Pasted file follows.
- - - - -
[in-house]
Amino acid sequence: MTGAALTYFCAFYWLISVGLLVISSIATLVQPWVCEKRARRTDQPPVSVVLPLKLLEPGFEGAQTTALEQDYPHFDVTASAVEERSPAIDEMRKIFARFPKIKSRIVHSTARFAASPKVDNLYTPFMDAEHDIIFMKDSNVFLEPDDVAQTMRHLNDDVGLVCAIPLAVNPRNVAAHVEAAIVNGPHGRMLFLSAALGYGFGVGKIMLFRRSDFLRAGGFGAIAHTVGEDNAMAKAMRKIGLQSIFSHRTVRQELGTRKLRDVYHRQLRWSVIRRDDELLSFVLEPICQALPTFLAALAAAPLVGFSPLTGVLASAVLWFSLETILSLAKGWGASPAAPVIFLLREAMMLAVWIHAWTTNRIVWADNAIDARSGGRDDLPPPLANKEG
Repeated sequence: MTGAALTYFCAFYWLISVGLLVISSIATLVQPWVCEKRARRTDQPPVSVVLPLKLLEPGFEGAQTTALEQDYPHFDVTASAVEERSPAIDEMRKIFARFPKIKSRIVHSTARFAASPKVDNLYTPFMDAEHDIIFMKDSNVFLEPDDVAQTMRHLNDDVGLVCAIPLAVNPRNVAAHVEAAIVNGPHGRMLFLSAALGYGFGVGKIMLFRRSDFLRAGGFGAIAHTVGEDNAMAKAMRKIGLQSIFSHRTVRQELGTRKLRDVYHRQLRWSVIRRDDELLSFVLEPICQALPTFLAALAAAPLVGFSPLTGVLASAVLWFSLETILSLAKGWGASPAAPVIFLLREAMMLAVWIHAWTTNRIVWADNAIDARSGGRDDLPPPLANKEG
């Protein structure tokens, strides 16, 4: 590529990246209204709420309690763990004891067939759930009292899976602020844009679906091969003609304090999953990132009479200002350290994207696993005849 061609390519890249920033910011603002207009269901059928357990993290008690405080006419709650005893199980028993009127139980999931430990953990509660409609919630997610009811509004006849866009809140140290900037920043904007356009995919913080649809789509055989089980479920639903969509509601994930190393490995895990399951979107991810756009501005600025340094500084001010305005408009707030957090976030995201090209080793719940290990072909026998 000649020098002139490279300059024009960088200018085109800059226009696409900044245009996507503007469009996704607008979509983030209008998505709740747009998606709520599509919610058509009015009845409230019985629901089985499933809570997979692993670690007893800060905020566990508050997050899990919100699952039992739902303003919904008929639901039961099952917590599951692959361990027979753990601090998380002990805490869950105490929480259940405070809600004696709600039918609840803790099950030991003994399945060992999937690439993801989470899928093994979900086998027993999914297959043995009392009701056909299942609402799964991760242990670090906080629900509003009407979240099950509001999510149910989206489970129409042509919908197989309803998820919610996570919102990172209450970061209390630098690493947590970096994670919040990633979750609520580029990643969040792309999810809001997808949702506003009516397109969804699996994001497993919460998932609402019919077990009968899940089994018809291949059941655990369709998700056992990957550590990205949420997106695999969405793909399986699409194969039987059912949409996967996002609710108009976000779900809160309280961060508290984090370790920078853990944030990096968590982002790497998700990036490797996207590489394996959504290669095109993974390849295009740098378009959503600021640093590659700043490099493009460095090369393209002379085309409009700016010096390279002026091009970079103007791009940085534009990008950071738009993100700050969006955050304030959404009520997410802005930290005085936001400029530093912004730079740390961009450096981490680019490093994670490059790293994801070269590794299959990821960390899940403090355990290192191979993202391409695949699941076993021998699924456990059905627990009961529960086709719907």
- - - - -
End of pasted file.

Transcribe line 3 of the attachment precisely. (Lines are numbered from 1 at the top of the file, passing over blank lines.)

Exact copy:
Repeated sequence: MTGAALTYFCAFYWLISVGLLVISSIATLVQPWVCEKRARRTDQPPVSVVLPLKLLEPGFEGAQTTALEQDYPHFDVTASAVEERSPAIDEMRKIFARFPKIKSRIVHSTARFAASPKVDNLYTPFMDAEHDIIFMKDSNVFLEPDDVAQTMRHLNDDVGLVCAIPLAVNPRNVAAHVEAAIVNGPHGRMLFLSAALGYGFGVGKIMLFRRSDFLRAGGFGAIAHTVGEDNAMAKAMRKIGLQSIFSHRTVRQELGTRKLRDVYHRQLRWSVIRRDDELLSFVLEPICQALPTFLAALAAAPLVGFSPLTGVLASAVLWFSLETILSLAKGWGASPAAPVIFLLREAMMLAVWIHAWTTNRIVWADNAIDARSGGRDDLPPPLANKEG